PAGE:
In the middle of the 16th century there was a short-lived surge in the use of the auxiliary did to express the affirmative past tense in English, as in Moroni «did arrive» with his army to the land of Bountiful (Alma 52:18). The 1829 Book of Mormon contains nearly 2,000 instances of this particular syntax, using it 27% of the time in past-tense contexts. The 1611 King James Bible -- which borrowed heavily from Tyndale's biblical translations of the 1520s and '30s -- employs this syntax less than 2% of the time. While the Book of Mormon's rate is significantly higher than the Bible's, it is close to what is found in other English-language texts written in the middle of the 1500s. However, apparently no text has used this construction with rates exceeding 20% since that era, and the usage died out in the 1700s. So the Book of Mormon is unique for its time -- this is especially apparent when features of adjacency, inversion, and intervening adverbial use are considered. Textual evidence and syntactic analysis argue strongly against both 19th-century composition and an imitative effort based on King James English. Book of Mormon past-tense syntax could have been achieved only by following the use of largely inaccessible 16th-century writings. But mimicry of lost syntax is difficult if not impossible, and so later writers who consciously sought to imitate biblical style failed to match its did-usage at a deep, systematic level. This includes Ethan Smith who in 1823 wrote View of the Hebrews, a text very different from both the Bible and the Book of Mormon in this respect. The same may be said about Hunt's The Late War and Snowden's The American Revolution.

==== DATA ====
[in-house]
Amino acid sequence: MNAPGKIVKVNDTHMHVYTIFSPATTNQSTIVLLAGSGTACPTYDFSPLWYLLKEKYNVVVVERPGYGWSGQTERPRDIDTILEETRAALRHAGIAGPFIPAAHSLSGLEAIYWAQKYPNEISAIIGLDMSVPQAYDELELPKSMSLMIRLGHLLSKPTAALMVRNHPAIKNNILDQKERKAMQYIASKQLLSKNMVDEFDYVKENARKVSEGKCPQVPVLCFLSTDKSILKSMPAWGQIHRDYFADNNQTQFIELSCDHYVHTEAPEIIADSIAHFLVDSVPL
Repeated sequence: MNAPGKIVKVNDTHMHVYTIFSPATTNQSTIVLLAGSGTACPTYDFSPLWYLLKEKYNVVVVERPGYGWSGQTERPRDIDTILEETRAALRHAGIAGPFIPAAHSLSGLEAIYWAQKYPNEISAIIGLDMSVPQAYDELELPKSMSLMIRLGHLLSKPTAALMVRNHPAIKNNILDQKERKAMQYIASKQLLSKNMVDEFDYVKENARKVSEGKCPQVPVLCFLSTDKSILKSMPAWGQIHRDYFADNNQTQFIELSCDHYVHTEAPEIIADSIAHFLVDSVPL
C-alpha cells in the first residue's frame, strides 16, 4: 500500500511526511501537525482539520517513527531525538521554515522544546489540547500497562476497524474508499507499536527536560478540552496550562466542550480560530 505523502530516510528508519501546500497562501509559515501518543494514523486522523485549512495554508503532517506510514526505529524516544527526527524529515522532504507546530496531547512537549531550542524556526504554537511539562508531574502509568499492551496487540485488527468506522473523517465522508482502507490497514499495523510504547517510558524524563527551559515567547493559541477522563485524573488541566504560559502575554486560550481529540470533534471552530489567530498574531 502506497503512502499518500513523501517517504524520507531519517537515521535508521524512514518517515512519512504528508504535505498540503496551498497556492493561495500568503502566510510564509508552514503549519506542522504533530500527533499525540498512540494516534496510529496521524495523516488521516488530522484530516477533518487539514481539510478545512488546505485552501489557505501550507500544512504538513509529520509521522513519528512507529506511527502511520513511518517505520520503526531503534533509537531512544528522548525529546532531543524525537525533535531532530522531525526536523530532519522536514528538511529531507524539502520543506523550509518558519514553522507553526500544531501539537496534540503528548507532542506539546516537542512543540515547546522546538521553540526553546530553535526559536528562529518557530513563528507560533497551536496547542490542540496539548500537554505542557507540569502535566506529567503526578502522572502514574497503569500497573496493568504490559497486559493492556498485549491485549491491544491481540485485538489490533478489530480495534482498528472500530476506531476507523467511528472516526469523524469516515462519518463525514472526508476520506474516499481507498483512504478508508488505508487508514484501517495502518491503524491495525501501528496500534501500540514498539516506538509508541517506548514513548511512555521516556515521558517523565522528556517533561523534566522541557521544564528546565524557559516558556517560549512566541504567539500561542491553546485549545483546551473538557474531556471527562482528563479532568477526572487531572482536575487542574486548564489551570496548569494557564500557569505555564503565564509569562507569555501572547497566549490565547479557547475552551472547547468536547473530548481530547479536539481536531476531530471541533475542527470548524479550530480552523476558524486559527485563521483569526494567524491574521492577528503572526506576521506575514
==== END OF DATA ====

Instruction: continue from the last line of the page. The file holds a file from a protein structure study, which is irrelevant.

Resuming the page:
About the Author
Stanford Carmack has a linguistics and a law degree from Stanford University, as well as a doctorate in Hispanic Languages and Literature from the University of California, Santa Barbara, specializing in historical syntax. In the past he has had articles published on Georgian verb morphology and object–participle agreement in Old Spanish and Old Catalan. He currently researches Book of Mormon syntax as it relates to Early Modern English and contributes, by means of textual analysis, to volume 3 of Royal Skousen’s Book of Mormon critical text project.